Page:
Retailers reported holding less inventory than at this time last year. While
wage rates remained steady, increases in input costs were more widely reported
than in the recent past. Increases in food prices were especially pronounced
recently, affecting restaurateurs and grocers. Nevertheless, the prices of many
other categories of goods continued to fall, for example, electronics and apparel.
In general, new car sales were sluggish throughout most of the District in
May and June, though sales in northeastern Ohio were reportedly robust during
this period. In addition, several dealers reported that sales of larger vehicles
remained strong despite high gasoline prices.
Reports from residential builders pointed to a further slowing in sales in the
last several weeks. The decline in demand seemed particularly evident in the
lower-price part of the market, which builders view as being more sensitive
to increases in interest rates. Indeed, many builders attributed the recent
slowing in sales to rising mortgage rates and are altering their financing products
accordingly in an attempt to make them more attractive. In contrast to previous
reports, many homebuilders now expect that sales in 2004 will not surpass those
seen in 2003. While input costs are still said to be higher than in the winter
and at this time last year, they have reportedly remained steady in the last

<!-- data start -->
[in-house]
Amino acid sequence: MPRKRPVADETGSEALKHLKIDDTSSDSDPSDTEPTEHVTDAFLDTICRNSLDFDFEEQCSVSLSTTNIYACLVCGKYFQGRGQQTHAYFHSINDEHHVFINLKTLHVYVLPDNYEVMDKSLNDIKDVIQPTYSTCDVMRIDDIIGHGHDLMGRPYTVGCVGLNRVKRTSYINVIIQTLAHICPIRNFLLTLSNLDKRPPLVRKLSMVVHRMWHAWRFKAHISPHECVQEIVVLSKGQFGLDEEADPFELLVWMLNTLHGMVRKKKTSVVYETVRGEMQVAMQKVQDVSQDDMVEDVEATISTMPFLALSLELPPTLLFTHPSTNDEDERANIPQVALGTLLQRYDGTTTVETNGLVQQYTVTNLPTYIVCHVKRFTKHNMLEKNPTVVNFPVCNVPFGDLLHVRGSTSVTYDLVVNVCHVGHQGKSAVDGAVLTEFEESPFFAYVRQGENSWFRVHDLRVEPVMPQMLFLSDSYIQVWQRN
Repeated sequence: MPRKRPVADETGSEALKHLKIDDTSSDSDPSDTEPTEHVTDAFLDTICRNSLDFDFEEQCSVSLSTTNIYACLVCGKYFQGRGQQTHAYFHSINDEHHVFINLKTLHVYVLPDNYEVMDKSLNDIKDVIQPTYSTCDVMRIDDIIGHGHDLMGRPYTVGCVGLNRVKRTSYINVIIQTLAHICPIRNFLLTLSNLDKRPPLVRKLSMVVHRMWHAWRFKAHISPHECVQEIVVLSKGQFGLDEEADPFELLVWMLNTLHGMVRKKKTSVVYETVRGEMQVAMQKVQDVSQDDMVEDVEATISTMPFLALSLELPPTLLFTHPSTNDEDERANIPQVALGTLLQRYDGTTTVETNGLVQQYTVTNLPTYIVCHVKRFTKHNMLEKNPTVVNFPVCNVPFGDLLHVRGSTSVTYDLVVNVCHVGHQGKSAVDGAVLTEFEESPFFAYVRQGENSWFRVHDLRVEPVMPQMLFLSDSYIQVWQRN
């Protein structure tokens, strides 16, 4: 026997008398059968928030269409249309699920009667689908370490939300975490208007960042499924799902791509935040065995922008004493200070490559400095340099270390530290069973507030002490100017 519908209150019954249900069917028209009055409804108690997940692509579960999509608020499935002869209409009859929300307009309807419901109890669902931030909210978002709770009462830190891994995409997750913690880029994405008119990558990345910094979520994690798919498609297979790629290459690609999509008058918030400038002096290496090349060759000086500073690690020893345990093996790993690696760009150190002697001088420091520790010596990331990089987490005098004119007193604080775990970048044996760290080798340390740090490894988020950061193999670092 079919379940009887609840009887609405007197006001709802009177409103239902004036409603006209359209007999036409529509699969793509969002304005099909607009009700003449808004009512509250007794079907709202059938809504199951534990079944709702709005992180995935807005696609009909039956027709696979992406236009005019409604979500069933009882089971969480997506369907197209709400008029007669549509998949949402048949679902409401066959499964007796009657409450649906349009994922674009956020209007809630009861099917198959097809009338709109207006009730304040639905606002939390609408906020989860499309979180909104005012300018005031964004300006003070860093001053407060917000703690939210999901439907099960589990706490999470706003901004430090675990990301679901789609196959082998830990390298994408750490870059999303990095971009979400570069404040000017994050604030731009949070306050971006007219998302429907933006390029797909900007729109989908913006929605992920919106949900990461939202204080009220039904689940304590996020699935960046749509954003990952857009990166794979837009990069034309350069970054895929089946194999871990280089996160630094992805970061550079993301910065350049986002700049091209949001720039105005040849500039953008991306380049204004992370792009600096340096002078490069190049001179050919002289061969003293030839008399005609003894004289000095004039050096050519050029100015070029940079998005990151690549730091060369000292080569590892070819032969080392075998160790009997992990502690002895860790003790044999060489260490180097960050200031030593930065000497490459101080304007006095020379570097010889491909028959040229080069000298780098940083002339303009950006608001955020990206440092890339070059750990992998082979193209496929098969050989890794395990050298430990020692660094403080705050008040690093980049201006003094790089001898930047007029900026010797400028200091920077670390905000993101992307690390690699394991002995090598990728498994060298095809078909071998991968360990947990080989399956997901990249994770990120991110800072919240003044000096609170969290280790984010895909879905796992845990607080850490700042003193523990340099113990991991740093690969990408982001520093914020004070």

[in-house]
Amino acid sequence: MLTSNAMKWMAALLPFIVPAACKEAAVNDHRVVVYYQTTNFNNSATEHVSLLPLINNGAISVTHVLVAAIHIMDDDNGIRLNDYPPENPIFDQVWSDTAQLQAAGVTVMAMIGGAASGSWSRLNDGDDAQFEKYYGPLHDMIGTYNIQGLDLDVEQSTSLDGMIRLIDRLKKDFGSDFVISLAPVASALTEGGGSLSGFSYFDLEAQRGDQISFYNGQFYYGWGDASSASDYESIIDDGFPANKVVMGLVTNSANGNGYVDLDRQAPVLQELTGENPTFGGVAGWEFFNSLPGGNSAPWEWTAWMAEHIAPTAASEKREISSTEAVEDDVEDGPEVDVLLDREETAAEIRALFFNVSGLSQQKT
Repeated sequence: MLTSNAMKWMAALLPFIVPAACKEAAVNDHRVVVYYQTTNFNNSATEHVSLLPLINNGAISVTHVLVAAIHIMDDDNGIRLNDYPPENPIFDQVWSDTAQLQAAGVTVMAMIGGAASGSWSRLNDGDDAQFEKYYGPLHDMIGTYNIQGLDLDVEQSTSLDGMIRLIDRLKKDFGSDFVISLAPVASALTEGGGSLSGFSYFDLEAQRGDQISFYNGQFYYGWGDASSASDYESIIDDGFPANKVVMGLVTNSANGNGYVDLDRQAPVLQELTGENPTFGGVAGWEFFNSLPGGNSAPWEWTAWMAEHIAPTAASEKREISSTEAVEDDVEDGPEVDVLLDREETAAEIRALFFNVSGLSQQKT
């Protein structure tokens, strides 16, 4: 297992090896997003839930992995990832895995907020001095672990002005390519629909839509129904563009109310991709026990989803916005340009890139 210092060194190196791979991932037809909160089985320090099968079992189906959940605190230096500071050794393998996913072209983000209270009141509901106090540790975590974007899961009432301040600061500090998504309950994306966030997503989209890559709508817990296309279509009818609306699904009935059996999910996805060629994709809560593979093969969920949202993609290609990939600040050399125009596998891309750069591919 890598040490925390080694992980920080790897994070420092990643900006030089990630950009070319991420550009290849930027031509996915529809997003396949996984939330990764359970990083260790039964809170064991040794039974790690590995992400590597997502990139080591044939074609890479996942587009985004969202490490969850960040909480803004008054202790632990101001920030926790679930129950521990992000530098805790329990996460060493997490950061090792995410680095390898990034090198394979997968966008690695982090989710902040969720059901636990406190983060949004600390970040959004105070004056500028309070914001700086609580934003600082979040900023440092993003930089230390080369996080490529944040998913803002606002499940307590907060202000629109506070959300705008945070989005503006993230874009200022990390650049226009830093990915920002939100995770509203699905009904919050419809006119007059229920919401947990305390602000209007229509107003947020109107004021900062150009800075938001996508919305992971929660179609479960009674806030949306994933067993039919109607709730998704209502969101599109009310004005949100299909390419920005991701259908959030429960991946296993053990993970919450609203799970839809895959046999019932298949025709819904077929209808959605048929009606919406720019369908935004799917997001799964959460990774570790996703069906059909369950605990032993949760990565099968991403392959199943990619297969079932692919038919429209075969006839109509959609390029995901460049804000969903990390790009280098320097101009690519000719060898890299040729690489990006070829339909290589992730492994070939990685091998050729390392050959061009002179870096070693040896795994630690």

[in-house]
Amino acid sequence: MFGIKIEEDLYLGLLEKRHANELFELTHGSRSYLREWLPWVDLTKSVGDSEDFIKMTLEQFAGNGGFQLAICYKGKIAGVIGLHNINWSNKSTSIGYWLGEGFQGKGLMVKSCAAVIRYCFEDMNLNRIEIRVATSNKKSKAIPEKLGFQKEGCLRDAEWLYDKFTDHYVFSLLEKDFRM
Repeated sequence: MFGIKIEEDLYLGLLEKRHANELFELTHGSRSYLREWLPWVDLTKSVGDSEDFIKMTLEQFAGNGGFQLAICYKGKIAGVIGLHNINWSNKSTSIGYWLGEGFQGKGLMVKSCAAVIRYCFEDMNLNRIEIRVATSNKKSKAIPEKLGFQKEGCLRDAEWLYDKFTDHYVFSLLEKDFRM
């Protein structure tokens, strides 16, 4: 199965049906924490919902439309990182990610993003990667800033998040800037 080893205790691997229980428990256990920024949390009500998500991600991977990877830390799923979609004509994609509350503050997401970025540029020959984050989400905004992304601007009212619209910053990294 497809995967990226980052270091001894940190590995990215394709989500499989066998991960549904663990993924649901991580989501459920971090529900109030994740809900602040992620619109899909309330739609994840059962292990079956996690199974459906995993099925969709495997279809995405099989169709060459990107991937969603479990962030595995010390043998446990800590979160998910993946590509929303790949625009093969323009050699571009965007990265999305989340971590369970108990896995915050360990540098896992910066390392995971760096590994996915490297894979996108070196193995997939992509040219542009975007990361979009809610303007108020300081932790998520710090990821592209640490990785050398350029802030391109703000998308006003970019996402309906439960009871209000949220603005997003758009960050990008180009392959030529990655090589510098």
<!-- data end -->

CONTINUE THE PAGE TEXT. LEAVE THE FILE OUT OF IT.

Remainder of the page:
After some signs of improvement in previous months, business conditions for
commercial builders reportedly remained weak through the eight weeks ending
June. One exception was school construction, which continued to be a bright
spot in an otherwise weak environment. It is reported that input costs continued
to rise for commercial builders, especially for items such as steel, lumber,
concrete, and petroleum products. Only a few contacts reported that they could
fully pass input cost increases on to their end consumers.
Loan demand from commercial clients reportedly remained strong in the eight
weeks ending June and has also increased from this time a year ago. District
banks have reported stronger commercial borrowing consistently since the beginning
of this year. By contrast, consumer loan demand was mixed in May and June. Some
institutions continued to report strong residential real estate lending, though
the rate of refinancing activity has continued to slow. Delinquency rates reportedly
remained largely unchanged in recent weeks, and applicant credit quality was
characterized as stable or slightly improving. Contacts reported that their
core deposits had grown both in recent weeks and relative to this time a year
ago. With respect to hiring, some institutions indicated some difficulty finding
qualified entry-level employees, despite an abundance of applicants.
Trucking and Shipping
Contacts from the trucking and shipping industry continued to report robust
conditions in May and June, with shipment volumes rising in recent weeks and
advancing ahead of those from this time a year ago. As has been the case for
some time, demand came from an array of industries. It was reported that requests
to ship steel were especially strong, and foreign shipments of steel were said
to be the strongest in approximately three years. All trucking companies reported
running their fleets near capacity. Several noted that they plan to purchase
trucks to expand their fleets soon, though truck orders can take up to six months
to fill. Input costs continued to be high, with fuel prices fluctuating in recent
weeks but reportedly staying stable on average. Finally, firms reported that
drivers were demanding higher wages recently.